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1981 Cal Ripken Jr. Rochester Redwings Game-Used Road Jersey and Pants - Final Minor League Season!
Starting Bid - $2,000, Sold For - $10,575
Rare and historically significant 1981 Rochester Red Wings road jersey worn by Cal Ripken Jr. during his final season in the minor leagues. Graded A10 by MEARS. While we cannot be certain, we believe this may be the earliest surviving Cal Ripken Jr. professional baseball jersey known to exist, as we have never seen or heard of an earlier example. If it's not, it's close! (Ripken only played four years in the minor leagues.) This jersey originates from a gentleman named Phil Tellgren, a longtime employee of the Rochester Red Wings, who was the team's visiting clubhouse manager in 1981. Accompanying the jersey is a letter from Tellgren detailing the jersey's history, as well as a separate one-page letter from the Rochester Red Wings, typed on official team stationery and signed by Wendy Morrissette, Director of Merchandising, confirming the fact that Tellgren "purchased an authentic Cal Ripken Rochester Red Wings Jersey during the 1981 season." In addition to the two letters, Tellgren has provided numerous other materials, including team photos, media guides, and copies of his league and press passes that corroborate his years of employment with the Red Wings.
The gray knit jersey is lettered "Rochester" across the front and features the number "5" (Ripken's uniform number while with Rochester) on both the left breast and the reverse. All letters and numbers are appliquéd in blue on white tackle twill. Both a "Wilson 42" label and a "Jim Dalberth Sporting Goods" tag (local Rochester retailer) appear in the collar. The jersey is all original, with no alterations, and, as stated by MEARS in its accompanying letter, "exhibits optimal, perfect game wear." Furthermore, MEARS states that the jersey style has been photo matched to a 1981 minor-league baseball card of Cal Ripken Jr. picturing him as a member of the Rochester Red Wings. Included with the jersey are a pair of matching gray knit pants that were also obtained (at a later date) from Tellgren, and which are accompanied by a separate notarized letter from him. Located in the waistband of the pants are a "79" year tag, a "Wilson 34" label and a "Jim Dalberth Sporting Goods" tag. As noted in Tellgren's letter, these pants were issued in 1979, but as is the practice in the minor leagues, the pants were also used in subsequent seasons. Written in black laundry pen on the interior pocket is "Rip 5" along with two other crossed out numbers (jersey numbers of players who previously wore the pants; supporting the fact that these pants were worn by different players over the course of several seasons). The pants are all original, with no alterations, and display moderate wear, including light soiling on both legs. Tellgren states in his letter that players normally received three pairs of pants during the season, two for game use and one for batting practice. The batting practice pants were always the oldest and were normally heavily worn with many team repairs. The fact the offered pants are in good condition indicates that they were almost certainly a pair of Ripken's gamers during the 1981 season.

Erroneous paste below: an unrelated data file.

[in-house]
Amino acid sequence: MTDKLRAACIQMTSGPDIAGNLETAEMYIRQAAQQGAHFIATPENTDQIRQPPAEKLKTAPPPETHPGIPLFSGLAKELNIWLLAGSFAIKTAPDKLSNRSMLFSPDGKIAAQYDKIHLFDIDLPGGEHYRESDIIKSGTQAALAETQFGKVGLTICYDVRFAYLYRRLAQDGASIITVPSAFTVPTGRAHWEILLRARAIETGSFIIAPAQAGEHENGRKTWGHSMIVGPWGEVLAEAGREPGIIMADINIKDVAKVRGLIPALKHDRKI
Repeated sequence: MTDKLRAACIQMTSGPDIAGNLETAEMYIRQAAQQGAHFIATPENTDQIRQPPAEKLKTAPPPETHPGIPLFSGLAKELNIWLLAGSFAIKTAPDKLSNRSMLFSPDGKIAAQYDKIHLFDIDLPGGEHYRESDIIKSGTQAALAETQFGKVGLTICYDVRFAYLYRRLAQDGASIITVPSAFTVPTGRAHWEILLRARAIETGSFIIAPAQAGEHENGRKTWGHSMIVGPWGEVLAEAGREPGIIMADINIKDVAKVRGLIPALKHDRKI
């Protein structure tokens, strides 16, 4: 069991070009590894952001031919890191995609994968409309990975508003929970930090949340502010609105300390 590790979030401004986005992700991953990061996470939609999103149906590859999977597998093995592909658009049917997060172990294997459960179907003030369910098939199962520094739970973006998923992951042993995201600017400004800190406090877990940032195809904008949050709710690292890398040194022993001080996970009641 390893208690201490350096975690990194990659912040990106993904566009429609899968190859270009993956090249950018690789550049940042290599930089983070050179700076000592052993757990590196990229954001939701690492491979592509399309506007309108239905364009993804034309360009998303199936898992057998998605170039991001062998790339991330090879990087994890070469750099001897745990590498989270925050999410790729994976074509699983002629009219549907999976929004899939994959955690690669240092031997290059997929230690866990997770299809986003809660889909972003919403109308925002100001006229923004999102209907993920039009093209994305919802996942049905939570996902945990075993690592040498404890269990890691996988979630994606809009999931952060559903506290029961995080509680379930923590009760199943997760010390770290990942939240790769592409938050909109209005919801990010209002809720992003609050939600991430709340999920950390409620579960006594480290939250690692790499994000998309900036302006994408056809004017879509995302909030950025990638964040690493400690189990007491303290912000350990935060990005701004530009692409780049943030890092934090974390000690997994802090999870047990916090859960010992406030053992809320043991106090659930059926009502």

1981 was Ripken's only season with the Rochester Red Wings, Baltimore's Triple-A affiliate. Although he was just three years removed from high school, Ripken was the Orioles' number-one prospect and it did not take him long to impress Red Wings manager Doc Edwards. On April 21, following a game in which Ripken hit three home runs, Edwards returned to his office and sent a note to the Orioles brass. It simply read "Can't miss." Edwards obviously knew talent, as Ripken led the team in nearly every offensive category that summer including batting average (.288), home runs (23), and RBI (75). In a foreshadowing of things to come, Ripken also played in all 114 games for the Red Wings before being called up to the Orioles on August 8th. The memory of that day remains one of Ripken's most vivid memories. As he later recalled, "It was 2 a.m., and we'd just gotten off the bus from a game in Syracuse. Doc called me into his office and said, 'You're going up.' I said, See you later.'" When asked about that moment, years later, Edwards remembered it exactly as Ripken had, adding, "I knew he wouldn't be back." Edwards, of course, was right, as Ripken embarked on one of the greatest Major League careers in baseball history. A perennial All-Star for twenty-one seasons with the Orioles, Ripken is best remembered today for breaking in 1995 Lou Gehrig's long-standing record of consecutive games played. He is also one of only 27 players to have reached the 3,000 hit plateau and his 431 lifetime home runs ranks him among the top 50 all-time. He was elected to the Hall of Fame in 2007 in his first year of eligibility. The jersey is graded A10 by MEARS. This is the only Cal Ripken Jr. minor league jersey and one of only ten gradable Cal Ripken Jr. jerseys listed in the MEARS census. It is also one of only four to merit a grade of A10. This is both an exceptional and extremely historic jersey dating from Ripken's final minor league season. LOA from Troy Kinunen/MEARS. Reserve $2,000. Estimate (open). SOLD FOR $10,575
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